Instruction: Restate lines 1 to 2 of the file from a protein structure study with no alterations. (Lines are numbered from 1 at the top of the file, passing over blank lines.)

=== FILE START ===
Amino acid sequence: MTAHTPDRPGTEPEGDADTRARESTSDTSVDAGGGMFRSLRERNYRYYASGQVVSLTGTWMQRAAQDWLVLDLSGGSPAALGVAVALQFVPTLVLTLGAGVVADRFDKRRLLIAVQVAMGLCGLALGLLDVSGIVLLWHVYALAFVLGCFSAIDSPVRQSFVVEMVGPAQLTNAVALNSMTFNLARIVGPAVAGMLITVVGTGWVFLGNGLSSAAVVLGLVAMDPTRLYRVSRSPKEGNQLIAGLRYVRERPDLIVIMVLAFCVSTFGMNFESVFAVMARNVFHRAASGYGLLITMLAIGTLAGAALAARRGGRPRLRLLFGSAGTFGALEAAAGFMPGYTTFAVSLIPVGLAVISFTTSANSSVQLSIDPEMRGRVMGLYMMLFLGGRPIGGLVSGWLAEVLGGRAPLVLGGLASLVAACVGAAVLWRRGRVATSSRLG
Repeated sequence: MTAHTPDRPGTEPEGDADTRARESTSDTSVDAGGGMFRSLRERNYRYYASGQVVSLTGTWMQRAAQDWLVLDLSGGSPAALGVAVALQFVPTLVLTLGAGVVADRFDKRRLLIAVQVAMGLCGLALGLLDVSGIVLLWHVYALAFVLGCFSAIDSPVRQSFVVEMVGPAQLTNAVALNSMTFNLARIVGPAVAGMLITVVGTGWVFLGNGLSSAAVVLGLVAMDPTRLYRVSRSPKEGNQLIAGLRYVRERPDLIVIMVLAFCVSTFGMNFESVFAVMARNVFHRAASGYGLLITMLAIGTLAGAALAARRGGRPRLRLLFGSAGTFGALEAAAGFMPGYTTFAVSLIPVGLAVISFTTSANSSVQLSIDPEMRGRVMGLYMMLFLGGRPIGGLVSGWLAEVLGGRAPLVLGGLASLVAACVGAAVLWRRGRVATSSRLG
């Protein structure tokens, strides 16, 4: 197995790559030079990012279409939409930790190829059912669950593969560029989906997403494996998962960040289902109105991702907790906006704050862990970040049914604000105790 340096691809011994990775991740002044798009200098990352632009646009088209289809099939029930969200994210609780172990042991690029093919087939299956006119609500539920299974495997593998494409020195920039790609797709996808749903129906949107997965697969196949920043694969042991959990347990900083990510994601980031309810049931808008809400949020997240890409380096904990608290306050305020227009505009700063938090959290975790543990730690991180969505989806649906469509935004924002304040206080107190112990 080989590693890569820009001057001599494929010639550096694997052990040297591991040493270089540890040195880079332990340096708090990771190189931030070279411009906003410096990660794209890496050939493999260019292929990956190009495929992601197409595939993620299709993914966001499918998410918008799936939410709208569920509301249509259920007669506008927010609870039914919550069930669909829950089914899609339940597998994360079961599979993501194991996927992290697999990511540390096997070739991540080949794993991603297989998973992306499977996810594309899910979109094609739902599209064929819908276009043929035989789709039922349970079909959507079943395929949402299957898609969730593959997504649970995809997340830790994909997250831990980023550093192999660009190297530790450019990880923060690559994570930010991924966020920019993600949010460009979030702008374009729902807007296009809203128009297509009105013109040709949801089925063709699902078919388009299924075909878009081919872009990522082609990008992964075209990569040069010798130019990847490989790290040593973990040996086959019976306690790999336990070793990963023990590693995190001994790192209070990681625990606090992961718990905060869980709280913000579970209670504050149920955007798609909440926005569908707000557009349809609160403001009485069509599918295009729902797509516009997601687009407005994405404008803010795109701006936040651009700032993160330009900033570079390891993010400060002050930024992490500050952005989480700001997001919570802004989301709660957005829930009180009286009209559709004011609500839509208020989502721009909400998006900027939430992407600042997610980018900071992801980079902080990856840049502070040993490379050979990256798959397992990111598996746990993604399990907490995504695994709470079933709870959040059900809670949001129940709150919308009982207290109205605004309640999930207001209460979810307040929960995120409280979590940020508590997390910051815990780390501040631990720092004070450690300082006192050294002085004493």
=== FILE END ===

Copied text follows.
Amino acid sequence: MTAHTPDRPGTEPEGDADTRARESTSDTSVDAGGGMFRSLRERNYRYYASGQVVSLTGTWMQRAAQDWLVLDLSGGSPAALGVAVALQFVPTLVLTLGAGVVADRFDKRRLLIAVQVAMGLCGLALGLLDVSGIVLLWHVYALAFVLGCFSAIDSPVRQSFVVEMVGPAQLTNAVALNSMTFNLARIVGPAVAGMLITVVGTGWVFLGNGLSSAAVVLGLVAMDPTRLYRVSRSPKEGNQLIAGLRYVRERPDLIVIMVLAFCVSTFGMNFESVFAVMARNVFHRAASGYGLLITMLAIGTLAGAALAARRGGRPRLRLLFGSAGTFGALEAAAGFMPGYTTFAVSLIPVGLAVISFTTSANSSVQLSIDPEMRGRVMGLYMMLFLGGRPIGGLVSGWLAEVLGGRAPLVLGGLASLVAACVGAAVLWRRGRVATSSRLG
Repeated sequence: MTAHTPDRPGTEPEGDADTRARESTSDTSVDAGGGMFRSLRERNYRYYASGQVVSLTGTWMQRAAQDWLVLDLSGGSPAALGVAVALQFVPTLVLTLGAGVVADRFDKRRLLIAVQVAMGLCGLALGLLDVSGIVLLWHVYALAFVLGCFSAIDSPVRQSFVVEMVGPAQLTNAVALNSMTFNLARIVGPAVAGMLITVVGTGWVFLGNGLSSAAVVLGLVAMDPTRLYRVSRSPKEGNQLIAGLRYVRERPDLIVIMVLAFCVSTFGMNFESVFAVMARNVFHRAASGYGLLITMLAIGTLAGAALAARRGGRPRLRLLFGSAGTFGALEAAAGFMPGYTTFAVSLIPVGLAVISFTTSANSSVQLSIDPEMRGRVMGLYMMLFLGGRPIGGLVSGWLAEVLGGRAPLVLGGLASLVAACVGAAVLWRRGRVATSSRLG